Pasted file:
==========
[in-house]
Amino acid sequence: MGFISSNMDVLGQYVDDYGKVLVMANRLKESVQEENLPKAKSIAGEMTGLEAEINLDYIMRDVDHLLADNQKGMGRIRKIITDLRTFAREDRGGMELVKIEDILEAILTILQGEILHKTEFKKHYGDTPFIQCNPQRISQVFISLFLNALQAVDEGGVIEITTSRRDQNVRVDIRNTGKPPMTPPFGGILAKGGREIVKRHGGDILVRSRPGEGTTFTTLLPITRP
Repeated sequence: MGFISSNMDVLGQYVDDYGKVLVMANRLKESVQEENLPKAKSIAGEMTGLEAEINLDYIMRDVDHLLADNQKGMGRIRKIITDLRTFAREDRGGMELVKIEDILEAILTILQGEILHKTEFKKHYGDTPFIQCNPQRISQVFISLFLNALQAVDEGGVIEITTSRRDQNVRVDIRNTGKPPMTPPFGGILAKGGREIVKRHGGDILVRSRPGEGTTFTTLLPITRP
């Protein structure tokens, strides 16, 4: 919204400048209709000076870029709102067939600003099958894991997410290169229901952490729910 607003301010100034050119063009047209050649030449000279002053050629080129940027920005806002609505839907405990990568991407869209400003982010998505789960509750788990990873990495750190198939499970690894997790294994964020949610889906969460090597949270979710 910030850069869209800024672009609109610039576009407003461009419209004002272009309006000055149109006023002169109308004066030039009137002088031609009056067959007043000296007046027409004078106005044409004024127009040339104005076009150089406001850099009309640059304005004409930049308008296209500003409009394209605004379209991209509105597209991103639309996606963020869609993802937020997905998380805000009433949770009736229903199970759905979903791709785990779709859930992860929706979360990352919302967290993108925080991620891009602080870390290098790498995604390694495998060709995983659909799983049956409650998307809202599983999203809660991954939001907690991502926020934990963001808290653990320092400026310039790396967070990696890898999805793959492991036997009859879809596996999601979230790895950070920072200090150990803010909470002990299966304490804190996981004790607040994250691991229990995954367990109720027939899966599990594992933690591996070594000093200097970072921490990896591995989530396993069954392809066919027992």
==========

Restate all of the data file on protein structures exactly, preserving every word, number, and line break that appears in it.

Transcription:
[in-house]
Amino acid sequence: MGFISSNMDVLGQYVDDYGKVLVMANRLKESVQEENLPKAKSIAGEMTGLEAEINLDYIMRDVDHLLADNQKGMGRIRKIITDLRTFAREDRGGMELVKIEDILEAILTILQGEILHKTEFKKHYGDTPFIQCNPQRISQVFISLFLNALQAVDEGGVIEITTSRRDQNVRVDIRNTGKPPMTPPFGGILAKGGREIVKRHGGDILVRSRPGEGTTFTTLLPITRP
Repeated sequence: MGFISSNMDVLGQYVDDYGKVLVMANRLKESVQEENLPKAKSIAGEMTGLEAEINLDYIMRDVDHLLADNQKGMGRIRKIITDLRTFAREDRGGMELVKIEDILEAILTILQGEILHKTEFKKHYGDTPFIQCNPQRISQVFISLFLNALQAVDEGGVIEITTSRRDQNVRVDIRNTGKPPMTPPFGGILAKGGREIVKRHGGDILVRSRPGEGTTFTTLLPITRP
């Protein structure tokens, strides 16, 4: 919204400048209709000076870029709102067939600003099958894991997410290169229901952490729910 607003301010100034050119063009047209050649030449000279002053050629080129940027920005806002609505839907405990990568991407869209400003982010998505789960509750788990990873990495750190198939499970690894997790294994964020949610889906969460090597949270979710 910030850069869209800024672009609109610039576009407003461009419209004002272009309006000055149109006023002169109308004066030039009137002088031609009056067959007043000296007046027409004078106005044409004024127009040339104005076009150089406001850099009309640059304005004409930049308008296209500003409009394209605004379209991209509105597209991103639309996606963020869609993802937020997905998380805000009433949770009736229903199970759905979903791709785990779709859930992860929706979360990352919302967290993108925080991620891009602080870390290098790498995604390694495998060709995983659909799983049956409650998307809202599983999203809660991954939001907690991502926020934990963001808290653990320092400026310039790396967070990696890898999805793959492991036997009859879809596996999601979230790895950070920072200090150990803010909470002990299966304490804190996981004790607040994250691991229990995954367990109720027939899966599990594992933690591996070594000093200097970072921490990896591995989530396993069954392809066919027992």